Congratulations to the 36 graduate students and 58 undergraduates recognized by SIPS as part of the 2019 Commencement Ceremonies. Soil and Crop Sciences graduate students Angela Possinger and Sonam Sherpa were awarded PhDs and Sabrina Kelch received an MS, in addition to the many undergraduates with advisers and mentors in the Section.
Eight SIPS graduate students have been awarded predoctoral fellowships from the USDA NIFA Agriculture and Food Research Initiative. Among them are Taylor Cyle in the Martínez program, whose thesis research focuses tracking the fate of low molecular weight organic substrates in solution-microbe-mineral systems.
Hariharan received the the Exemplary Service – Early Graduate Career Award for exemplary leadership in creating inclusive spaces at Cornell, engagement with various organizations promoting diversity on campus, and deepening of connections among graduate students.
New faculty member Andrew McDonald is an associate professor in the School of Integrative Plant Science, Soil and Crop Sciences Section with a focus on cropping systems ecology and sustainable agricultural development.
Enid Martínez in the SIPS Soil and Crop Sciences Section, was officially promoted to full professor, effective April 1, 2019. Martínez is a soil and environmental chemist whose research focuses on deciphering the mechanisms and rates of reactions that mediate elemental fate and cycling in soils.
Johannes Lehmann and former graduate student Rachel Hestrin, along with collaborators from Canada and Australia, have shown that charcoal can mop up large quantities of nitrogen from the air pollutant ammonia. The results were published Friday in Nature Communications.
Nitrogen (N) management is one of agriculture's great enigmas. But web-based management tools like Harold van Es's Adapt-N (now owned by Yara International) have revolutionized growers' ability to monitor and adjust N inputs throughout the season.
Christine Yao-Yun Chang, Post-Doctoral Associate with the Sun research group, Amy Collins, Assistant to the Chair, and Eugene Law, PhD candidate, were recognized December 7 at the annual MacDonald Musgrave Awards ceremony. Awards were presented by Soil and Crop Sciences Chair, Professor Antonio DiTommaso.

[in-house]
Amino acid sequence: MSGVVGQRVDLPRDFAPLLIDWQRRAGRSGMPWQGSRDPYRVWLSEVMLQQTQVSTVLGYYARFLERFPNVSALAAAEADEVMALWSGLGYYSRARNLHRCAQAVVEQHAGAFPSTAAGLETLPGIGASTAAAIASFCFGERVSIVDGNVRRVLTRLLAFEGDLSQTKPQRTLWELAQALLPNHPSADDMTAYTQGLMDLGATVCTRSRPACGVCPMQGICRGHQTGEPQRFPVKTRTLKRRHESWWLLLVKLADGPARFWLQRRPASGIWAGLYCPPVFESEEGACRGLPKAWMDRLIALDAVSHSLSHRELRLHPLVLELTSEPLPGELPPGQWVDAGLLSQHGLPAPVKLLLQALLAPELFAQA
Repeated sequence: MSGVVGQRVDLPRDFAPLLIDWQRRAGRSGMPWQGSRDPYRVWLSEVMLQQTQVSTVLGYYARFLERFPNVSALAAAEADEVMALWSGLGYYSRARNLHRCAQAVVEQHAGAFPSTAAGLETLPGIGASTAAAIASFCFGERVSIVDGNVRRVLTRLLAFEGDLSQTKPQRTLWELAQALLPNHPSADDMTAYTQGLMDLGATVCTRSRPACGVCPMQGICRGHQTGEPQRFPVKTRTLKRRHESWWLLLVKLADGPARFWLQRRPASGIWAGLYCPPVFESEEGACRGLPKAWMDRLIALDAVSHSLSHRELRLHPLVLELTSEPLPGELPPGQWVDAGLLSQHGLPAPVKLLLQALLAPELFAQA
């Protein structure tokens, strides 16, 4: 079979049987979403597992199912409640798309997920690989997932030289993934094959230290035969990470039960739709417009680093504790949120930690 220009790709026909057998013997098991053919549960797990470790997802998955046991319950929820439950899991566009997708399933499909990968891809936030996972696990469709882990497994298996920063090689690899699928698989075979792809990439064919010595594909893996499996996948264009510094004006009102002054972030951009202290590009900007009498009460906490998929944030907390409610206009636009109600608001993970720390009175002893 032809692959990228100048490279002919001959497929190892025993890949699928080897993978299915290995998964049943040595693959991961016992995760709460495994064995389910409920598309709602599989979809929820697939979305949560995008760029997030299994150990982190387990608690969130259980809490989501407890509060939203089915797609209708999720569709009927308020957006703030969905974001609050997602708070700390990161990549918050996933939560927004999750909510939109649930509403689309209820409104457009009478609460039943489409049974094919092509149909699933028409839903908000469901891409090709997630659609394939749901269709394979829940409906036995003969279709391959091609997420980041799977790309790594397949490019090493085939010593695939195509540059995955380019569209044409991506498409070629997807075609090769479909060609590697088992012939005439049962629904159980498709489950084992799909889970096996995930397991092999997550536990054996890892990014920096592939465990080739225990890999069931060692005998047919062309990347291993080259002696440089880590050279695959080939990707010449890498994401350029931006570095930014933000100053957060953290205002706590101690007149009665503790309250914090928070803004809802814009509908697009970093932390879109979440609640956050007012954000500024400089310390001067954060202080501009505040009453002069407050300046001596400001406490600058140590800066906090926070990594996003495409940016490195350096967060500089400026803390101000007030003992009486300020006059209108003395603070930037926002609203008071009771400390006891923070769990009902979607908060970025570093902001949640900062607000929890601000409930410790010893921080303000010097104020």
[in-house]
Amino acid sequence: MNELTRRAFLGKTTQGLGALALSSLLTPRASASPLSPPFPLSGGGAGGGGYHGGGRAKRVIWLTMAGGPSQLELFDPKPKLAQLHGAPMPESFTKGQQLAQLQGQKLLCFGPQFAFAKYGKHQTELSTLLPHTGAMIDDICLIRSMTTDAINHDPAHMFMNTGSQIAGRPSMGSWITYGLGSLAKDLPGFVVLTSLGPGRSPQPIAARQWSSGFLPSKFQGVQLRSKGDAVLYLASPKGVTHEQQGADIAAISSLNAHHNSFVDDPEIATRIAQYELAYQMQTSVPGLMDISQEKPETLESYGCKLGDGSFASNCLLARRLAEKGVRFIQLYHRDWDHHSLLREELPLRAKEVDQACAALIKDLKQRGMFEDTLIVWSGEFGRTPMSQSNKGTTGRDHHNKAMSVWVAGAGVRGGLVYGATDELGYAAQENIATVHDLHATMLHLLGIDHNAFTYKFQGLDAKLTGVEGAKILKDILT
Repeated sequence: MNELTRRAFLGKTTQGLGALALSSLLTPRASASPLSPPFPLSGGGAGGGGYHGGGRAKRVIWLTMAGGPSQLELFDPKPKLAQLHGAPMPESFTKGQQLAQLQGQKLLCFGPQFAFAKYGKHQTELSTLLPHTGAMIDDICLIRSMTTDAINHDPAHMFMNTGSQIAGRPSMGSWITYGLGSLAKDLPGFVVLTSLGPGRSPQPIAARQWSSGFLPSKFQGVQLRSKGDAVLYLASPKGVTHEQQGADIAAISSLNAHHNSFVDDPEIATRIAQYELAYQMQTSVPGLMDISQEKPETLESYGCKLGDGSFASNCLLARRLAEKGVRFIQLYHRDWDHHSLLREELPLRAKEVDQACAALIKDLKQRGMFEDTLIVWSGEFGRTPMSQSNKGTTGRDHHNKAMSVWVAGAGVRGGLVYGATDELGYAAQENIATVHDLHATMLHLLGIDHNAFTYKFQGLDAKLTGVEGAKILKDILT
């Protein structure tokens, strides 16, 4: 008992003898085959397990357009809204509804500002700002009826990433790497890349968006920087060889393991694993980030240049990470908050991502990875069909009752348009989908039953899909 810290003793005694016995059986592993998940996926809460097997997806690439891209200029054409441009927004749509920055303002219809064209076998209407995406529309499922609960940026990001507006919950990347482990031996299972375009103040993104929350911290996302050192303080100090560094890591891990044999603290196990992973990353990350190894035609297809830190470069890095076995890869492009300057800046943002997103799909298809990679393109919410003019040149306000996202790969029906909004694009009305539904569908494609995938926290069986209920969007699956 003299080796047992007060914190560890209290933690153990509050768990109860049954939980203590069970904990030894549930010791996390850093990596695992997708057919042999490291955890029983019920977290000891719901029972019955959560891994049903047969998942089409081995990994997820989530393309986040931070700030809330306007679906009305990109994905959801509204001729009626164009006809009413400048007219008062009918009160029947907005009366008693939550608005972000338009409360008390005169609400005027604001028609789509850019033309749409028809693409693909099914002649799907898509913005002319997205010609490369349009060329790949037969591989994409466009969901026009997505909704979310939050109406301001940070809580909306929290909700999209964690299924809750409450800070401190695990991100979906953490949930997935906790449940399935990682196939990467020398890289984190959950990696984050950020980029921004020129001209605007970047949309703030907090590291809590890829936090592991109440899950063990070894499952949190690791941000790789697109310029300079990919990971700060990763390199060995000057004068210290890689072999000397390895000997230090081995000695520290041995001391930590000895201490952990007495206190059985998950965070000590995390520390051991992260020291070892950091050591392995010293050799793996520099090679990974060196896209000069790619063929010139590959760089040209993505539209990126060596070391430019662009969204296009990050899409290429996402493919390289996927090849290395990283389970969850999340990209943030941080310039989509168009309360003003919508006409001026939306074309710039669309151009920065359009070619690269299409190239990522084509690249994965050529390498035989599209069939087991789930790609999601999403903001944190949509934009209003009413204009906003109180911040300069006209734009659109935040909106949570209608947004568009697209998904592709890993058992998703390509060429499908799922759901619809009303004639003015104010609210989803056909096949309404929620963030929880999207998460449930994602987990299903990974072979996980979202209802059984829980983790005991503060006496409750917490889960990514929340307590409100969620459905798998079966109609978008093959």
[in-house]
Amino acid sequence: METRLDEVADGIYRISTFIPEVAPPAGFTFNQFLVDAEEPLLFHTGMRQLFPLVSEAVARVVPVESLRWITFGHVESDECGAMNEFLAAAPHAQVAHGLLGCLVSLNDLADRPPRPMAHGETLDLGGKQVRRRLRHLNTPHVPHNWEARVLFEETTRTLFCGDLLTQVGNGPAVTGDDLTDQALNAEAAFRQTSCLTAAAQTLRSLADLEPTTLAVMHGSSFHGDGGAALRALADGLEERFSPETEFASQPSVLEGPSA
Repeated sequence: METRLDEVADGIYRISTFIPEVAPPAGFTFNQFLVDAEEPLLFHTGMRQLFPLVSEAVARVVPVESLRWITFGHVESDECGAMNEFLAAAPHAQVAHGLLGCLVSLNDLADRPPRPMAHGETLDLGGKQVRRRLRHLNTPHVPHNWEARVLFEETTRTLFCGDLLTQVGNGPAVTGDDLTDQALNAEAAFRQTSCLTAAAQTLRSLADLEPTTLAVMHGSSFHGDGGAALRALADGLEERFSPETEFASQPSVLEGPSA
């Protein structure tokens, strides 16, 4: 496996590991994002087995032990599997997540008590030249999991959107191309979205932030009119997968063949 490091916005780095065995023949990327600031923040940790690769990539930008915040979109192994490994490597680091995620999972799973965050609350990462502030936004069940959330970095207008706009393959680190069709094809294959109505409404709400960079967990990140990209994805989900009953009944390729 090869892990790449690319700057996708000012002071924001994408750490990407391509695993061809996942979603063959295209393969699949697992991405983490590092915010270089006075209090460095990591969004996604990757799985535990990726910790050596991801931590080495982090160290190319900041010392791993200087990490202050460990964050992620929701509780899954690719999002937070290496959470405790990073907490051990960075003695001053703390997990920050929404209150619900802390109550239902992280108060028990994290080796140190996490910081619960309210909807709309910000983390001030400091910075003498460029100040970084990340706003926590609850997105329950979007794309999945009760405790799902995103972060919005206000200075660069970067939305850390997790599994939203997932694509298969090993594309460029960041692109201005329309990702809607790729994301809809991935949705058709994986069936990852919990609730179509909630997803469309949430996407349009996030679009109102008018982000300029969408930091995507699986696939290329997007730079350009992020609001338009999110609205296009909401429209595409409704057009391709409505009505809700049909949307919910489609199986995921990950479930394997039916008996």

Annual greenhouse gas emissions from all U.S. vehicles could be absorbed by forests, wetlands and agricultural lands – erasing a fifth of all greenhouse gas pollution, according to new research by Peter Woodbury and others.
How is climate change affecting agriculture? How can we prepare ourselves for expected challenges in weed management? These are some of the questions addressed by Toni DiTommaso, professor and chair in the SIPS Soil and Crop Sciences Section, in his keynote address to the 2018 Australasian Weed Congress.
Cornell students excelled at the Northeastern Collegiate Weed Contest held July 24 at the BASF Research facility in Pine Level, NC. Undergraduates Aleah Butler-Jones and Jonathan Berlingeri placed second and third place, respectively, in the individual undergraduate category.
Housed in Bradfield Hall, Cornell’s Soil Health Lab is a pioneer in its field. The first facility to offer an exhaustive array of tests to assess soil health— Kirsten Kurtz, manager of the lab, calls it “the most comprehensive soil health lab in the world”—it’s the busiest in the business, conducting some 50,000 individual tests per year.